Growing up as the son of a small business owner gave Sen. Charles Schumer an understanding of the pains today's Long Island small businesses face in tough economic times. The statesman spoke of these aches and potential cures during his address earlier this week at Hofstra University.
"I saw how small businesses struggle," the Democratic senator told the audience of watching his father, the owner of an exterminating business, work hard and meet the challenges many entrepreneurs face.
The event, sponsored by the Nassau Council of Chambers of Commerce (NCCC) and hosted by Hofstra University, focused on the concerns of small businesses throughout Long Island. The notion of pain, and how to help turn things around, was on the tongues of many in attendance this morning.
Introducing Schumer, Chris Murray, NCCC president, said now is an opportune time to hear of the initiatives in Washington that are helping small businesses.
"As small business owners, we know there are a lot of difficult issues facing us today," Murray said.
Schumer reminded the audience that two years ago the country faced many tough problems. In the aftermath of Lehman Brothers going under and behemoth AIG teetering, financial hardships rippled through the nation and uncertainty was dominant.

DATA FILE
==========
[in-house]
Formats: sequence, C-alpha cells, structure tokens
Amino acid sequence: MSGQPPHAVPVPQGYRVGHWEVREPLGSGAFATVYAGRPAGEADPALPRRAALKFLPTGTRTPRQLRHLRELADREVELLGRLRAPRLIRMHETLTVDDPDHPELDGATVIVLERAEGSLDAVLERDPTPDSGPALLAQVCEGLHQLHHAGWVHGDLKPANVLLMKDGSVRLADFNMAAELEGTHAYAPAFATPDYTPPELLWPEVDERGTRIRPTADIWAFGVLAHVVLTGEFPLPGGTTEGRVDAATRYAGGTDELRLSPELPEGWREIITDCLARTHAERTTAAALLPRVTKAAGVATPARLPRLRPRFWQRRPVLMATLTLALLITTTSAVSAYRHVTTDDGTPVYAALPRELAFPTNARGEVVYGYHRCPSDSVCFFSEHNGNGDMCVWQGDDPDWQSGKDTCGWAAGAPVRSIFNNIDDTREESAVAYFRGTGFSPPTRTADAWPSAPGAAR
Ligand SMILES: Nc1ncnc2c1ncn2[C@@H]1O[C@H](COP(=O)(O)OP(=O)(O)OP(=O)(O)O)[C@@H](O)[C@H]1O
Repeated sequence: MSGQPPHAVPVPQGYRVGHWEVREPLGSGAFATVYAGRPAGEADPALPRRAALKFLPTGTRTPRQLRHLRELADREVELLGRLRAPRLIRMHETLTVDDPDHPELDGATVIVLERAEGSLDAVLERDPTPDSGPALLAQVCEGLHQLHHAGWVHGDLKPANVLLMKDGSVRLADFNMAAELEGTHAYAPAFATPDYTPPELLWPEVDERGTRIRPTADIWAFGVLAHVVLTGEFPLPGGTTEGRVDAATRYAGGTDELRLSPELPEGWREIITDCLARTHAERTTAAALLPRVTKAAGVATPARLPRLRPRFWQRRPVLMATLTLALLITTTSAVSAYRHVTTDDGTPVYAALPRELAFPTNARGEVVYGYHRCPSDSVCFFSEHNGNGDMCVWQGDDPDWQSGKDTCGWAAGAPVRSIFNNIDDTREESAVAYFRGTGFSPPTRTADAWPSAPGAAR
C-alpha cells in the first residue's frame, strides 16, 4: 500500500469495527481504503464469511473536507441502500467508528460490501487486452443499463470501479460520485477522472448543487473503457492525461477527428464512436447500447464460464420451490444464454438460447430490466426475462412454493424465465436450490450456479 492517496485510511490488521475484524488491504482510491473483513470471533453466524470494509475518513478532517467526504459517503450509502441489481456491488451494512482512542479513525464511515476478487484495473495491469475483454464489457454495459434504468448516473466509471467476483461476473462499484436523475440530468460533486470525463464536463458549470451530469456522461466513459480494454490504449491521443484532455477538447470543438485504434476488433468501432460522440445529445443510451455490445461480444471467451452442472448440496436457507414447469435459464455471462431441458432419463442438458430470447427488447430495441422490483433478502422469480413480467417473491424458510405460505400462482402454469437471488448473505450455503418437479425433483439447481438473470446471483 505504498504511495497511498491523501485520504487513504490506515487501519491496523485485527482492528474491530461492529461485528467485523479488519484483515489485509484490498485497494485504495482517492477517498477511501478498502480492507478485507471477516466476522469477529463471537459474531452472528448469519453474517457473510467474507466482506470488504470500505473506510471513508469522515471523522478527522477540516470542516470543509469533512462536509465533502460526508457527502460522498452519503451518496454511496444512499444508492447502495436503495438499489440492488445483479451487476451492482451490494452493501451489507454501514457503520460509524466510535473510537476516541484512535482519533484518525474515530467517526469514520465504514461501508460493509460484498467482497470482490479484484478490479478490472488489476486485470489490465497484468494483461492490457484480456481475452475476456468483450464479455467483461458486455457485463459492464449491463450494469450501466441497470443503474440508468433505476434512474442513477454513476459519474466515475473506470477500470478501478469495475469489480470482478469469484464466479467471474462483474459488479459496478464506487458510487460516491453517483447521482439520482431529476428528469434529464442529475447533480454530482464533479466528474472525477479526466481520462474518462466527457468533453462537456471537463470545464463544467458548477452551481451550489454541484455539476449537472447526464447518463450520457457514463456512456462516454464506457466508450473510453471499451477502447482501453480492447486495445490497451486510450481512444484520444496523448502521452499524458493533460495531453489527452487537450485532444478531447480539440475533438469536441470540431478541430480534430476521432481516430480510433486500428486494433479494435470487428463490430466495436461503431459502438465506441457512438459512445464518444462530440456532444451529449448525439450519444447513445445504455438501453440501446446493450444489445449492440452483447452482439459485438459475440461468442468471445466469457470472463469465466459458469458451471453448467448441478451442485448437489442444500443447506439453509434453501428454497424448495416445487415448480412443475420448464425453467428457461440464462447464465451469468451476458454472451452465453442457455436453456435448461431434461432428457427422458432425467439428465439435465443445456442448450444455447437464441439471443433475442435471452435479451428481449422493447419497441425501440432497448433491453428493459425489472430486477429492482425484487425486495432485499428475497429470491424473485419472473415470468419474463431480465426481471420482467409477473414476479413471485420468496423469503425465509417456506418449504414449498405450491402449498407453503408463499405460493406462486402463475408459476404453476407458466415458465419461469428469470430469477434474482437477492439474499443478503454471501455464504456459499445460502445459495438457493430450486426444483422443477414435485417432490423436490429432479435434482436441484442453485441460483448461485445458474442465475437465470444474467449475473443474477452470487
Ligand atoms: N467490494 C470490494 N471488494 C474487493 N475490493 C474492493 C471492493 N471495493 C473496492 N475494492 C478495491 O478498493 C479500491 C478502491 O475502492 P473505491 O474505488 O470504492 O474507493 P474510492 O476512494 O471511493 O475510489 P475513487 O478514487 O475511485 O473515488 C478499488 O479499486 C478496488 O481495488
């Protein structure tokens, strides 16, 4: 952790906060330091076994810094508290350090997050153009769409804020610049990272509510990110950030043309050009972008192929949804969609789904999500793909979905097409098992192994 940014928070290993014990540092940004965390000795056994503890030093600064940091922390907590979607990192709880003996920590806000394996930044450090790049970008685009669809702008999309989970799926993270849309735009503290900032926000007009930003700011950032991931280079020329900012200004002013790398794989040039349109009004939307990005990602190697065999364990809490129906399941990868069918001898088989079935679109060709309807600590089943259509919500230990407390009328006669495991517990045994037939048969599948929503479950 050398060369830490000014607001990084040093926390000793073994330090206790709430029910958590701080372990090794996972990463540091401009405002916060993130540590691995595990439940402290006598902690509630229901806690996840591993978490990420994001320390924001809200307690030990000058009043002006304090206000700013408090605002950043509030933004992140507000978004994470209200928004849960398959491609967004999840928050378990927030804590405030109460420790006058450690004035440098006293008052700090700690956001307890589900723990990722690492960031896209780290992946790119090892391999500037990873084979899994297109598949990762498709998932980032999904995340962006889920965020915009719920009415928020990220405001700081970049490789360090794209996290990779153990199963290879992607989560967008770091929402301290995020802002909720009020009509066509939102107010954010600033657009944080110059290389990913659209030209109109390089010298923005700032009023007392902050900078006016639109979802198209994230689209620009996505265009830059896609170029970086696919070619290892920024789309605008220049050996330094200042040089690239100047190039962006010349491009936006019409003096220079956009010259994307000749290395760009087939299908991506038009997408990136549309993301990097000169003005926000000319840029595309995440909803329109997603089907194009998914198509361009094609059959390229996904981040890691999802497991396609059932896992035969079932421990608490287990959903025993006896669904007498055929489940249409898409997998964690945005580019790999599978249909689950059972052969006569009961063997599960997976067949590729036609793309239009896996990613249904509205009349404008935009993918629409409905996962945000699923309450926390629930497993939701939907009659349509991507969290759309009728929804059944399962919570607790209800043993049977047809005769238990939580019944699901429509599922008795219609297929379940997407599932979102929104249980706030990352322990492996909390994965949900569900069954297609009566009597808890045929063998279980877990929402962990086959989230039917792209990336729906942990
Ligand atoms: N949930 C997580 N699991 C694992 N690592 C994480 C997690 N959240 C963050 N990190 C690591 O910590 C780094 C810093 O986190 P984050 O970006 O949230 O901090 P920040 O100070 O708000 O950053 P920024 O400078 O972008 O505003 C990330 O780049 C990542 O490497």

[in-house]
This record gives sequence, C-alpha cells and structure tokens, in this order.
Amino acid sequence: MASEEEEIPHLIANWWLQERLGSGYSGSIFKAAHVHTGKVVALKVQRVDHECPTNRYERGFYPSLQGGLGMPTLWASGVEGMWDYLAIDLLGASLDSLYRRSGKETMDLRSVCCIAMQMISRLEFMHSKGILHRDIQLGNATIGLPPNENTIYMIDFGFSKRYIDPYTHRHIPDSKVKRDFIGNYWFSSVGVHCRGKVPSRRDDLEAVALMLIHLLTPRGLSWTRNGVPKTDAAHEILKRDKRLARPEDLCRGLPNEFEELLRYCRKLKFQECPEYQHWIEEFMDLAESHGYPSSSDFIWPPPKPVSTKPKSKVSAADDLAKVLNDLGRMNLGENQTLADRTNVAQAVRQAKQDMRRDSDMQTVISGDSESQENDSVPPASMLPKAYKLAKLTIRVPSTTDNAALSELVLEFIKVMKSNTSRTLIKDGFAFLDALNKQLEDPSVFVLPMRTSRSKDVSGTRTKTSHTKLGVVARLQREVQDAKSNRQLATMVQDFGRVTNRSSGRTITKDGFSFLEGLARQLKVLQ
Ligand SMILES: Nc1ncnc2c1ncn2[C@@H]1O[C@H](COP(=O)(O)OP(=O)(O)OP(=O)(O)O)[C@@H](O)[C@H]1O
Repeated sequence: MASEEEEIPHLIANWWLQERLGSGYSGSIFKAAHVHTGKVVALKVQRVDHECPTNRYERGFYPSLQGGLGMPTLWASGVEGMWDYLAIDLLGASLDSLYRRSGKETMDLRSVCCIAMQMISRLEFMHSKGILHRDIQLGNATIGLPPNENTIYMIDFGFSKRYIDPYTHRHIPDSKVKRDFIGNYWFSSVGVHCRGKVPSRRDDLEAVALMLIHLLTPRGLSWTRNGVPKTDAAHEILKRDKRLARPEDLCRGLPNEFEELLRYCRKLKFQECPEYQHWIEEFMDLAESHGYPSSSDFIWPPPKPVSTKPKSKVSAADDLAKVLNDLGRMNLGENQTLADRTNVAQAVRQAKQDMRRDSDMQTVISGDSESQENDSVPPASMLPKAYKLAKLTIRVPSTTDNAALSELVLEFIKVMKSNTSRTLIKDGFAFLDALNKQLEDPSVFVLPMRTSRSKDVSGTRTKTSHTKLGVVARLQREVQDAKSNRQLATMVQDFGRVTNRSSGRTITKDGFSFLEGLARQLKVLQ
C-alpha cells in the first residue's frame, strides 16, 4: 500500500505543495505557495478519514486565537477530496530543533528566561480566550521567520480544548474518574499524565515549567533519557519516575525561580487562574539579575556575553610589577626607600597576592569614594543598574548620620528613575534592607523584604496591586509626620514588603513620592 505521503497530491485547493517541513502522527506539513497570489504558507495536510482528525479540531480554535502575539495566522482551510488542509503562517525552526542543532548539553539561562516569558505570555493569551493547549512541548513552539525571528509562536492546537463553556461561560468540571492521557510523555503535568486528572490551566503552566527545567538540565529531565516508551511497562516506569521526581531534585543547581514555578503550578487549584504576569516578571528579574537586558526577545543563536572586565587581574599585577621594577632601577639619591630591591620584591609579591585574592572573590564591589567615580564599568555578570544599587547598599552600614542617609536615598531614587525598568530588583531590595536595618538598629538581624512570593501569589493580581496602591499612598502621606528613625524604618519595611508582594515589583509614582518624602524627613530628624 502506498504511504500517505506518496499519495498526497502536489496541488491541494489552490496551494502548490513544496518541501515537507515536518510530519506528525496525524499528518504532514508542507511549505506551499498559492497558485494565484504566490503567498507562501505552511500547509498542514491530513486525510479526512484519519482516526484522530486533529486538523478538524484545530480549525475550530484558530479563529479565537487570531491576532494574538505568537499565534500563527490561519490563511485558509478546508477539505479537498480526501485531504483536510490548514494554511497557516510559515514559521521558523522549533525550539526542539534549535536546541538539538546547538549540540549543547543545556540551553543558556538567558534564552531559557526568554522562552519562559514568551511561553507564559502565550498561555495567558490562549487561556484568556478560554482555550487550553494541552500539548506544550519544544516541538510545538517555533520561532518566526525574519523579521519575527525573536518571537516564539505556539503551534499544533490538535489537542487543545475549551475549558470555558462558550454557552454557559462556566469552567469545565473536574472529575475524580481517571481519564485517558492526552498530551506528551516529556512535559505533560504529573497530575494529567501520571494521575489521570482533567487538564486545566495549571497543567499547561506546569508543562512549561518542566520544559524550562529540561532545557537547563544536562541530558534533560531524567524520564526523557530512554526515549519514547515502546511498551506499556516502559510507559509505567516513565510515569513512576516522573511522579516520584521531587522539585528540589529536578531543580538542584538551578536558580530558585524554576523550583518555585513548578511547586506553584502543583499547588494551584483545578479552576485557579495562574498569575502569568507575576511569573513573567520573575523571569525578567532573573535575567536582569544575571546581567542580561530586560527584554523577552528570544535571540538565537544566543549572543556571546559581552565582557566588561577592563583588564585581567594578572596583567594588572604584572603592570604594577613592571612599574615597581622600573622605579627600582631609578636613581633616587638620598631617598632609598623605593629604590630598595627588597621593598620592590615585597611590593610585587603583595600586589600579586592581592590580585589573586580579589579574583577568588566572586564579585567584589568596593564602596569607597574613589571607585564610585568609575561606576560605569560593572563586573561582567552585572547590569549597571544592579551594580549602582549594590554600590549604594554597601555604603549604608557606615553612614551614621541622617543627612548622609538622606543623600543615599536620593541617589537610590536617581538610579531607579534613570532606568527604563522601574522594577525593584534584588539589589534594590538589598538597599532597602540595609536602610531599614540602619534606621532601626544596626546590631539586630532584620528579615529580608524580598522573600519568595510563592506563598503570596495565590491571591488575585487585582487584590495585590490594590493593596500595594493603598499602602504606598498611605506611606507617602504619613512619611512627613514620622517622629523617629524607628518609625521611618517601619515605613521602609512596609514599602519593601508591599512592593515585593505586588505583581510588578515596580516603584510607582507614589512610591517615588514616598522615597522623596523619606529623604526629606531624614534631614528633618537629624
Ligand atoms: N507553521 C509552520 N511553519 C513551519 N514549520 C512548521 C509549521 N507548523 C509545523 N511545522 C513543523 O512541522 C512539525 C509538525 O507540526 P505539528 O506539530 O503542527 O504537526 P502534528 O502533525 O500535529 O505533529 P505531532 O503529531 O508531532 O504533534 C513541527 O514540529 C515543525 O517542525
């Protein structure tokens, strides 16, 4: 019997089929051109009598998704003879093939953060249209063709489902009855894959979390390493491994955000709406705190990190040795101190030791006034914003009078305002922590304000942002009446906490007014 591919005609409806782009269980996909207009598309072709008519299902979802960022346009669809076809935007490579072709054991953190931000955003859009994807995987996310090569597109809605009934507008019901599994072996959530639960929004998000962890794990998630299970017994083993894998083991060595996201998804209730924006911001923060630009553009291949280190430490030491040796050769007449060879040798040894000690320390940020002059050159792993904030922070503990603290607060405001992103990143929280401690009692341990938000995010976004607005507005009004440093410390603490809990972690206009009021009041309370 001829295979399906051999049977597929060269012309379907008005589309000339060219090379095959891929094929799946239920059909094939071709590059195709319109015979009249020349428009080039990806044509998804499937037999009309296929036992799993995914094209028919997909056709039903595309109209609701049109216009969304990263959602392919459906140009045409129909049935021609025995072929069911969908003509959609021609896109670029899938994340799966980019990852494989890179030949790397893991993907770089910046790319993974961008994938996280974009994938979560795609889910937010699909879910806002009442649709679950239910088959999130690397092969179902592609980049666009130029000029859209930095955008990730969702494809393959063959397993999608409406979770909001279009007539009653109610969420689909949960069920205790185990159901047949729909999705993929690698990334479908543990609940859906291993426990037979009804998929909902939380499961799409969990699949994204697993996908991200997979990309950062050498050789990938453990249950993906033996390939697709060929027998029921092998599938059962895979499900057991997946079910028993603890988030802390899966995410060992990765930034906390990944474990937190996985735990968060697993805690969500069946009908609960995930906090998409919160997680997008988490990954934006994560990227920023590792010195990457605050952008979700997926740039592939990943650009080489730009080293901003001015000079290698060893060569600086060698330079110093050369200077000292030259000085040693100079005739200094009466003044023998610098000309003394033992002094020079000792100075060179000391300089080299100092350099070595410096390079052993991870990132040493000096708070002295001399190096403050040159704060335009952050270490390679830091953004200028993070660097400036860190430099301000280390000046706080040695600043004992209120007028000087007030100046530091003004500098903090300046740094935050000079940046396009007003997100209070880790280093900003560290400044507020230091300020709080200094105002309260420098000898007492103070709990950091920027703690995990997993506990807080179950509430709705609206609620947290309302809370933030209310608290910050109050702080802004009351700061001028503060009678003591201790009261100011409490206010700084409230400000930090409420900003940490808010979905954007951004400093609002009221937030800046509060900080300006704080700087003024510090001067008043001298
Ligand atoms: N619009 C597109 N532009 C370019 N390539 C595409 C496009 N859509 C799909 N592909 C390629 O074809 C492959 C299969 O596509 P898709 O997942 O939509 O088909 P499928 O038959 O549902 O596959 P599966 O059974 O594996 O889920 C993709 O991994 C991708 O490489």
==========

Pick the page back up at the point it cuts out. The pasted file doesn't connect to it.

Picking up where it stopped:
Schumer called the decision of the federal government to enact the stimulus plan or face what could be another depression "one of the most sobering moments in my 36 years of government."
While businesses have been hard hit by the economy, Schumer said, "It could have been a lot worse."
Programs have been enacted to help throw a life line to struggling businesses, the senator said. He pointed to a payroll tax "holiday" for qualifying hires and boosting the cap on capital available for small business loans.
Overall, for Long Islanders, a push is on to keep the economy going on the right track, Schumer said. Investment is being made in Brookhaven Labs, which will foster more development in the burgeoning nanotechnology industry, he explained. Deductions are being given for mass transit commuters. And corporations are being courted to set up their headquarters on Long Island, as Canon recently did on Route 110, Schumer said, all helping to bring dollars and traffic to small businesses.
The senator ended his talk on a positive note.
"It is truly my belief — I'm an optimist — that for Long Island and America, that I love, the best is yet to come."